While in New York City over the weekend, I had an interesting (ok, and slightly traumatic and scary yet encouraging and clarifying) experience.
I had meetings at two galleries in Chelsea to show my work. I was plunged into this opportunity quite unexpectedly, which was good because I had no time to get nervous or put any weight on it, and bad because I was unprepared. But that's how it was, and I learned a lot.
The first gallery visit was deflating and depressing. The second made the whole experience humorous.
The first gallery owner began our conversation with a bit of a diatribe on how bad the art market is for galleries and young artists, that all the work was being sold through auction houses and only big ticket artists were selling. After this encouraging beginning, I was then asked to show my work, which he promptly dismissed. "You are obviously an accomplished painter," he said, "but western landscapes don't sell in New York. I can't even consider your work." Done.
Next gallery. A few doors down. I was surrounded by Western landscapes of barns by a not-too-famous Californian artist. I was told by this gallery owner that thirteen of his fifteen $30,000 paintings had sold at his recent show. He also reviewed my work, and said only "thank you," but did leave me with my most applicable take-home advice.
What sticks with me most was the answer to a question I asked the second gallerist. I asked him what was it that made this particular western landscape painter's work appealing to New Yorkers. The gist of his answer was that I just had to keep making the work I loved to make. Period. Which deep down we all know. But it's hard not to want to also make work that sells in big markets once in a while too.
But truly, I am going to continue to just keep making the work I love to make. New York, take it or leave it.
Friday, October 3, 2014
Today is a notable, celebratory, and slightly uneasy day for me. It is the first day in 367 days on which I will not paint.
My official year of painting ended on Tuesday, but I found myself automatically picking up the brushes both Wednesday and Thursday, taking a giddy pleasure in the voluntary nature of these extra days. But this morning I find myself on an airplane to New York City sans tinyExpanse painting box. A twinge of separation anxiety accompanies my airborne sense of freedom.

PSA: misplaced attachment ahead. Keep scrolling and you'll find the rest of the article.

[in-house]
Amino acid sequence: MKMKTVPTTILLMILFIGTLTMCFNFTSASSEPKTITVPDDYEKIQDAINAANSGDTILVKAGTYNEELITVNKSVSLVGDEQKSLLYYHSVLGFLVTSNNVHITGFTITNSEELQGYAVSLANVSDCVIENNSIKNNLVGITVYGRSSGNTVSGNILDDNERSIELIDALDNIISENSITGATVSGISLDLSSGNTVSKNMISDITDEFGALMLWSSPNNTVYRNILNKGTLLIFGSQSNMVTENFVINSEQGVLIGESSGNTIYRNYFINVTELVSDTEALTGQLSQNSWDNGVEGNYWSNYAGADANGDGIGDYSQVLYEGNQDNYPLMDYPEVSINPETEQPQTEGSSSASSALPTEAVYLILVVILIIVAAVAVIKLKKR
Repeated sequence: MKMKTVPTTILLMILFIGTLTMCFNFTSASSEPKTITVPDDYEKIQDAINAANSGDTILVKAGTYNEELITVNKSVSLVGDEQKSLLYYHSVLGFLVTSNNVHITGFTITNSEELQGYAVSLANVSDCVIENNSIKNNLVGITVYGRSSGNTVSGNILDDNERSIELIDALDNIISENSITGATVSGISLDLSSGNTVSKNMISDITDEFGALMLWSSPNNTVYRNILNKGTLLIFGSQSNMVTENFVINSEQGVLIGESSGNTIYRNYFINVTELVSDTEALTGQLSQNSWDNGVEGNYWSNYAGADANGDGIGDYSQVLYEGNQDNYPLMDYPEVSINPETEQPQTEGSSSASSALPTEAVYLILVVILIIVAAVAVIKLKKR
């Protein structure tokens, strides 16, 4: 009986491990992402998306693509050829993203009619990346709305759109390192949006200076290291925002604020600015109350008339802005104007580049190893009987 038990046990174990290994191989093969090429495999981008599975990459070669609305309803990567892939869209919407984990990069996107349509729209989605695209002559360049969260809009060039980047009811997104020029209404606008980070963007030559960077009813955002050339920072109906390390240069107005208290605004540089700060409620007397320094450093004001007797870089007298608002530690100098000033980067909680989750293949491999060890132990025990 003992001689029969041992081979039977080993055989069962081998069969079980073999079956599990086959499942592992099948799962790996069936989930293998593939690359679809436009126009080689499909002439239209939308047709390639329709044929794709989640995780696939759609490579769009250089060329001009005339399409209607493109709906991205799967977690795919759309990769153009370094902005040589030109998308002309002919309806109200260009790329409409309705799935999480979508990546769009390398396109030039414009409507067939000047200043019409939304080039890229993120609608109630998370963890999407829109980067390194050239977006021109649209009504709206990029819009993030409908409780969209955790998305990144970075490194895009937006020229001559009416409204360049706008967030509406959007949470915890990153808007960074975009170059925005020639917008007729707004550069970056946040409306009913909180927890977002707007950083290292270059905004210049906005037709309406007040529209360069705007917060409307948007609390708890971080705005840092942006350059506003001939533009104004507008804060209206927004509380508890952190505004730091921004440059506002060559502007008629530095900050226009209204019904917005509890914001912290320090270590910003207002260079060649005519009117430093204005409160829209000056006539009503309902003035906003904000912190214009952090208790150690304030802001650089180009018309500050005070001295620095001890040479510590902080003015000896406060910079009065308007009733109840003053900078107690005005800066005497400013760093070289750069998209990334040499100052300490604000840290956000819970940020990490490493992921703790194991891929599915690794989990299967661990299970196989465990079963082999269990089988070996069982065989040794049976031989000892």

This is a fitting day to look back over my year of painting. The prevailing sentiment I feel is gratitude – gratitude that I was healthy and privileged enough to paint for 367 days straight. Gratitude for those close to me who again and again showed patience as I impulsively pulled out my painting box, apologetically saying “I think this one will be quick.” Grateful for the moments spent observing the beauty around me, especially when doing so in the company of a friend or in a new and strange landscape. Grateful for the beauty of transformation inherent in the passage of time. When I look back over these 367 paintings, each one triggers a memory for me – the quality of the day, the thoughts in my mind at that moment, the people around me.
The great majority of this collection of memories is characterized by joy. This was an amazing year, and the sad or difficult time capsules on canvas are few and far between. My painting box and I traveled from the desolate Owyhee Canyonlands in Idaho to the desolate interior of Iceland. From the glow of autumn leaves in the alley behind my studio on Regan Avenue to the midsummer glow of the sun bouncing along the horizon line at a lakehouse in Finland. Boise, Blonduos, Brooklyn, Bozeman, Bear Tooths, Mazatlan, Mill Valley, Mount Borah, Sun Valley, Sandpoint, Salt Lake, Golden, Nampa, Hudson River Valley, Helsinki. How vastly diverse and beautiful are the landscapes of this globe which we call home.
I am delighted to notice that this practice of creating a small painting every day began and truly remained a practice of process rather than product – the process of staying alert to the presence of beauty every single day. (During the writing of this blog, I have witnessed the star-studded sky transforming into a magical pink and blue sunrise symphony over a bed of clouds. I challenge myself to allow the site to wash over me, at least for a moment unfiltered by the language of paint). I know that this habit of observation has sunk in deeply enough that I won’t need my paints to continue, though I’m quite sure painting will always be my own, personal, most tangible way of expressing my experience of the world.
And how wonderful that we each have our own way of expressing our individual experience. We each find beauty in different ways, find our hearts quickened by different impulses. As Rumi says, “Let the beauty we love be what we do. There are hundreds of ways to kneel and kiss the ground.” I believe it is each of our duty, or perhaps simply opportunity, to share what we love about this world in the way most suited and unique to ourselves. I thank every one who has taken a moment to notice my own personal way of sharing my experience of beauty in the world.
Onward! As Shay would say.